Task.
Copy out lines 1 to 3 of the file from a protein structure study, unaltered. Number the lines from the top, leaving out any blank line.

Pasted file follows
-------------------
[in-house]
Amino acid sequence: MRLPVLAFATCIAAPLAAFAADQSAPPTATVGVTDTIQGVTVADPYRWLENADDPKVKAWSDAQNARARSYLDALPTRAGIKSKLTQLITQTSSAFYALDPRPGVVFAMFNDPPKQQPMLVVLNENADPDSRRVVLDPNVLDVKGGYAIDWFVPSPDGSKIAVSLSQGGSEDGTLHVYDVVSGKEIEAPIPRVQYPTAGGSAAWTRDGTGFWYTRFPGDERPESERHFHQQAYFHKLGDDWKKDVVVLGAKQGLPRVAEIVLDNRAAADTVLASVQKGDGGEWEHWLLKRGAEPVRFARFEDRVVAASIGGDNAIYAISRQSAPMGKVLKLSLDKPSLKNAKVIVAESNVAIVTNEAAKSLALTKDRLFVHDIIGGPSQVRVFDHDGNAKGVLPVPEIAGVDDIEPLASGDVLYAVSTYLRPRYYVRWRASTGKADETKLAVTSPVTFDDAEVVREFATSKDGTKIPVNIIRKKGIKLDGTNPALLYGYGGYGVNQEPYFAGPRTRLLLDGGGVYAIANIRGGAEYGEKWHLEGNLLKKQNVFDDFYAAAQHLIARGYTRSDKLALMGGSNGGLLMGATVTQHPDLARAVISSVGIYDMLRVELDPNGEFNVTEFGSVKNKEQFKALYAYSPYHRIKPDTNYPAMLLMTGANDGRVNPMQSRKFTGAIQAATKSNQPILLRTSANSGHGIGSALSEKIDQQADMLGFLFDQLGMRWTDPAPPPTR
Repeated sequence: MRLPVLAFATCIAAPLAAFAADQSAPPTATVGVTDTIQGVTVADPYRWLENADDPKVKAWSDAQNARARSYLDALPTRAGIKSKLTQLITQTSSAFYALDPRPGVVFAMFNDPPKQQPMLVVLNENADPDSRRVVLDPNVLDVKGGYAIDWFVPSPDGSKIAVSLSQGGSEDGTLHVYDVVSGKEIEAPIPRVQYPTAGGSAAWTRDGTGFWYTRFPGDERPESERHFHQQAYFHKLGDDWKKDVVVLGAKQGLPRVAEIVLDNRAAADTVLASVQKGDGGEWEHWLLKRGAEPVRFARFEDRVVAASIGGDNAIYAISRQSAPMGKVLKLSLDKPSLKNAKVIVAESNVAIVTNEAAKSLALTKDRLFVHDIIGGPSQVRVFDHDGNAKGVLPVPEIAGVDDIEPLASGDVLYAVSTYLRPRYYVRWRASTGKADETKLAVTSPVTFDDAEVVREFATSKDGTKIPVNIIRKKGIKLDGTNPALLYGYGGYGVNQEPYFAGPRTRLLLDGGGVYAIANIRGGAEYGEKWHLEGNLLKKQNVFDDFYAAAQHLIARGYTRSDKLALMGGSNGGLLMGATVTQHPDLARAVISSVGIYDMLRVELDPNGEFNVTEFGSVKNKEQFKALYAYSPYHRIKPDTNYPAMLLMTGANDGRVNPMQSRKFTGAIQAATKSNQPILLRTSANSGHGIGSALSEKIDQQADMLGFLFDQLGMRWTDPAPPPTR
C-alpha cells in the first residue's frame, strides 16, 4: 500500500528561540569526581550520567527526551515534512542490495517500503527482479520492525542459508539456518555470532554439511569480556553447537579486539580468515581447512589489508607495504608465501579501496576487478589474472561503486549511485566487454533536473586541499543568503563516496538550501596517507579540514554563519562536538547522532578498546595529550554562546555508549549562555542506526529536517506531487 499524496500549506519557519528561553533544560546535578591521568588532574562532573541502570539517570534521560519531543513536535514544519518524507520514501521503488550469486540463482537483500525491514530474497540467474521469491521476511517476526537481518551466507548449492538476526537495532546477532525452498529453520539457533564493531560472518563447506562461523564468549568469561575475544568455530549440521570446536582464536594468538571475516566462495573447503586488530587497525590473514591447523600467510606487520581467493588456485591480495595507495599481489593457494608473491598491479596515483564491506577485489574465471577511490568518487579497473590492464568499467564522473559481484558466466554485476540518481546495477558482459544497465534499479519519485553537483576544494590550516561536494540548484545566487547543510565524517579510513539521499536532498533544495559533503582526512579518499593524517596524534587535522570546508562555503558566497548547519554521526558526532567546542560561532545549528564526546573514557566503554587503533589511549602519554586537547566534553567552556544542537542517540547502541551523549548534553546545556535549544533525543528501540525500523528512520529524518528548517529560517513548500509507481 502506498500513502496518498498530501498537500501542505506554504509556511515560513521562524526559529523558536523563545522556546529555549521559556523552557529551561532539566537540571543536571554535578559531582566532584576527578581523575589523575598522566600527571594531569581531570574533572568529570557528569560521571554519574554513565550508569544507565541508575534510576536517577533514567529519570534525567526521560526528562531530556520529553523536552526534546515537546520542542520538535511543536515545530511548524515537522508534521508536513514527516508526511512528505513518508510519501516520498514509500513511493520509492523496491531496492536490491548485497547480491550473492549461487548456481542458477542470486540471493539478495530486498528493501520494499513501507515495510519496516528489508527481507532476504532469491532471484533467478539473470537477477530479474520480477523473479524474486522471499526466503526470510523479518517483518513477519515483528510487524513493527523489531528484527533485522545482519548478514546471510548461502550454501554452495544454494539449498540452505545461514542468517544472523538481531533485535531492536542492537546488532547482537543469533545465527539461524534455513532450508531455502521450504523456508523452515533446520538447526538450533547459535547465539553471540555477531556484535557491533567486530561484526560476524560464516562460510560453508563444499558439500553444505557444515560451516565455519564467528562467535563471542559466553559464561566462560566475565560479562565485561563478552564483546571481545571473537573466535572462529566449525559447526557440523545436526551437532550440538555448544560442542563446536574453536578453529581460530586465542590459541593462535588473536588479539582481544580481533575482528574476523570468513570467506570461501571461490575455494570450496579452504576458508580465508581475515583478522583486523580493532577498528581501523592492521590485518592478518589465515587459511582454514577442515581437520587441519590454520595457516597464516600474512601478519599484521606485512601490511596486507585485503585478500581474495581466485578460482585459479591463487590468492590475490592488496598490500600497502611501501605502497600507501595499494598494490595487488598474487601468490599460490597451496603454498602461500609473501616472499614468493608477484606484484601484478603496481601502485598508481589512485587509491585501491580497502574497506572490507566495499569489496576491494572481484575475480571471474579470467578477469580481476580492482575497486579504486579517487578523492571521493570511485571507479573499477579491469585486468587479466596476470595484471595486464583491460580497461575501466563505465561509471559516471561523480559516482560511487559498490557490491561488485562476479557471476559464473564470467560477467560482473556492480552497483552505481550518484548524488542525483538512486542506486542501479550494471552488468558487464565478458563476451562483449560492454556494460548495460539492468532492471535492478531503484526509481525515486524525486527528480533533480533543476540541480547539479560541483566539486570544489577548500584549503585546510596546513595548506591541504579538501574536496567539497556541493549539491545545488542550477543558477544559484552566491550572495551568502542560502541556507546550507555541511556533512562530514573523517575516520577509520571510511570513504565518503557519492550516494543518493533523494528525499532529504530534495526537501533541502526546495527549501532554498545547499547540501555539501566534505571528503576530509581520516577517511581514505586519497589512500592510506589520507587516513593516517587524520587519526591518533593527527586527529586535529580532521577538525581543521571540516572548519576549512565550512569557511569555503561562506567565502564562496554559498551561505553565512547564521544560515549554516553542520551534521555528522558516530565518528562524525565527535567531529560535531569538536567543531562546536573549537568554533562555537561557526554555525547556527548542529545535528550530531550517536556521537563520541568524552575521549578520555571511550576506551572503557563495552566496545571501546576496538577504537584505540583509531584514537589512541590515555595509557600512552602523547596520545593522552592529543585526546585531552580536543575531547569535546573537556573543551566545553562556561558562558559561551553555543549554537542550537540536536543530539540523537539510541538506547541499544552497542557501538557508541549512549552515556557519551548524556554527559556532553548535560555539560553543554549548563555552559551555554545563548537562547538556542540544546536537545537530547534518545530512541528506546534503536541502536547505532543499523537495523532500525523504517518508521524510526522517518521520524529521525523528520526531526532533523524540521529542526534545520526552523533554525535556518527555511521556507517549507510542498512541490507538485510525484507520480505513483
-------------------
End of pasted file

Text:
[in-house]
Amino acid sequence: MRLPVLAFATCIAAPLAAFAADQSAPPTATVGVTDTIQGVTVADPYRWLENADDPKVKAWSDAQNARARSYLDALPTRAGIKSKLTQLITQTSSAFYALDPRPGVVFAMFNDPPKQQPMLVVLNENADPDSRRVVLDPNVLDVKGGYAIDWFVPSPDGSKIAVSLSQGGSEDGTLHVYDVVSGKEIEAPIPRVQYPTAGGSAAWTRDGTGFWYTRFPGDERPESERHFHQQAYFHKLGDDWKKDVVVLGAKQGLPRVAEIVLDNRAAADTVLASVQKGDGGEWEHWLLKRGAEPVRFARFEDRVVAASIGGDNAIYAISRQSAPMGKVLKLSLDKPSLKNAKVIVAESNVAIVTNEAAKSLALTKDRLFVHDIIGGPSQVRVFDHDGNAKGVLPVPEIAGVDDIEPLASGDVLYAVSTYLRPRYYVRWRASTGKADETKLAVTSPVTFDDAEVVREFATSKDGTKIPVNIIRKKGIKLDGTNPALLYGYGGYGVNQEPYFAGPRTRLLLDGGGVYAIANIRGGAEYGEKWHLEGNLLKKQNVFDDFYAAAQHLIARGYTRSDKLALMGGSNGGLLMGATVTQHPDLARAVISSVGIYDMLRVELDPNGEFNVTEFGSVKNKEQFKALYAYSPYHRIKPDTNYPAMLLMTGANDGRVNPMQSRKFTGAIQAATKSNQPILLRTSANSGHGIGSALSEKIDQQADMLGFLFDQLGMRWTDPAPPPTR
Repeated sequence: MRLPVLAFATCIAAPLAAFAADQSAPPTATVGVTDTIQGVTVADPYRWLENADDPKVKAWSDAQNARARSYLDALPTRAGIKSKLTQLITQTSSAFYALDPRPGVVFAMFNDPPKQQPMLVVLNENADPDSRRVVLDPNVLDVKGGYAIDWFVPSPDGSKIAVSLSQGGSEDGTLHVYDVVSGKEIEAPIPRVQYPTAGGSAAWTRDGTGFWYTRFPGDERPESERHFHQQAYFHKLGDDWKKDVVVLGAKQGLPRVAEIVLDNRAAADTVLASVQKGDGGEWEHWLLKRGAEPVRFARFEDRVVAASIGGDNAIYAISRQSAPMGKVLKLSLDKPSLKNAKVIVAESNVAIVTNEAAKSLALTKDRLFVHDIIGGPSQVRVFDHDGNAKGVLPVPEIAGVDDIEPLASGDVLYAVSTYLRPRYYVRWRASTGKADETKLAVTSPVTFDDAEVVREFATSKDGTKIPVNIIRKKGIKLDGTNPALLYGYGGYGVNQEPYFAGPRTRLLLDGGGVYAIANIRGGAEYGEKWHLEGNLLKKQNVFDDFYAAAQHLIARGYTRSDKLALMGGSNGGLLMGATVTQHPDLARAVISSVGIYDMLRVELDPNGEFNVTEFGSVKNKEQFKALYAYSPYHRIKPDTNYPAMLLMTGANDGRVNPMQSRKFTGAIQAATKSNQPILLRTSANSGHGIGSALSEKIDQQADMLGFLFDQLGMRWTDPAPPPTR